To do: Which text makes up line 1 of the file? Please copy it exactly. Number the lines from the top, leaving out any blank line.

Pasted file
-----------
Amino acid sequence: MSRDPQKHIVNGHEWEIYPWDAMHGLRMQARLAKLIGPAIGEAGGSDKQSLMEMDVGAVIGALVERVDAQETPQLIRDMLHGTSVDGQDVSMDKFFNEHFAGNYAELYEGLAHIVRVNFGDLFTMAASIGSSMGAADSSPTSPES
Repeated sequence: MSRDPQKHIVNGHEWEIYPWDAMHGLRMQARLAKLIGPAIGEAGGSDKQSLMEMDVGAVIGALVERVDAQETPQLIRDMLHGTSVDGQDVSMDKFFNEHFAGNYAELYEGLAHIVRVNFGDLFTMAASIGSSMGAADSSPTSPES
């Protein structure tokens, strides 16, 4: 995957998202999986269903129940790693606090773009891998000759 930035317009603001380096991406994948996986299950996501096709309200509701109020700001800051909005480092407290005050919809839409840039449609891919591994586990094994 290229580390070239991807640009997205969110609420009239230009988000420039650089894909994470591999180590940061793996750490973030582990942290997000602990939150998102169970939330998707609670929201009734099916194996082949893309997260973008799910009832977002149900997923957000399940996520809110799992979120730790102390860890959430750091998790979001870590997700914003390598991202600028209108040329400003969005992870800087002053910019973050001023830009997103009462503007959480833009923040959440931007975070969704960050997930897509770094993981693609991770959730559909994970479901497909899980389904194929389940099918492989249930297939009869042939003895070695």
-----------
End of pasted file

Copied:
Amino acid sequence: MSRDPQKHIVNGHEWEIYPWDAMHGLRMQARLAKLIGPAIGEAGGSDKQSLMEMDVGAVIGALVERVDAQETPQLIRDMLHGTSVDGQDVSMDKFFNEHFAGNYAELYEGLAHIVRVNFGDLFTMAASIGSSMGAADSSPTSPES